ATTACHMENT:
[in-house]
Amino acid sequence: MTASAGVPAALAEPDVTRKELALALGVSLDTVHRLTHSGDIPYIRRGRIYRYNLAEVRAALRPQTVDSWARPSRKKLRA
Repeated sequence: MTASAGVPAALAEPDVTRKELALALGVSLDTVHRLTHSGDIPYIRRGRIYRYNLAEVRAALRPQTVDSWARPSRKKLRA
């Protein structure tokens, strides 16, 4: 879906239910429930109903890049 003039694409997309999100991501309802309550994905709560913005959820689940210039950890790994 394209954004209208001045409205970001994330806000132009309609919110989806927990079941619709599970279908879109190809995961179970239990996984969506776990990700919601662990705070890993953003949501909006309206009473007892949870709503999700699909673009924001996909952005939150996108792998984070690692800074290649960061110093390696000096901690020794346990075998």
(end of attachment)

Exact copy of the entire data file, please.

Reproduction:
[in-house]
Amino acid sequence: MTASAGVPAALAEPDVTRKELALALGVSLDTVHRLTHSGDIPYIRRGRIYRYNLAEVRAALRPQTVDSWARPSRKKLRA
Repeated sequence: MTASAGVPAALAEPDVTRKELALALGVSLDTVHRLTHSGDIPYIRRGRIYRYNLAEVRAALRPQTVDSWARPSRKKLRA
């Protein structure tokens, strides 16, 4: 879906239910429930109903890049 003039694409997309999100991501309802309550994905709560913005959820689940210039950890790994 394209954004209208001045409205970001994330806000132009309609919110989806927990079941619709599970279908879109190809995961179970239990996984969506776990990700919601662990705070890993953003949501909006309206009473007892949870709503999700699909673009924001996909952005939150996108792998984070690692800074290649960061110093390696000096901690020794346990075998």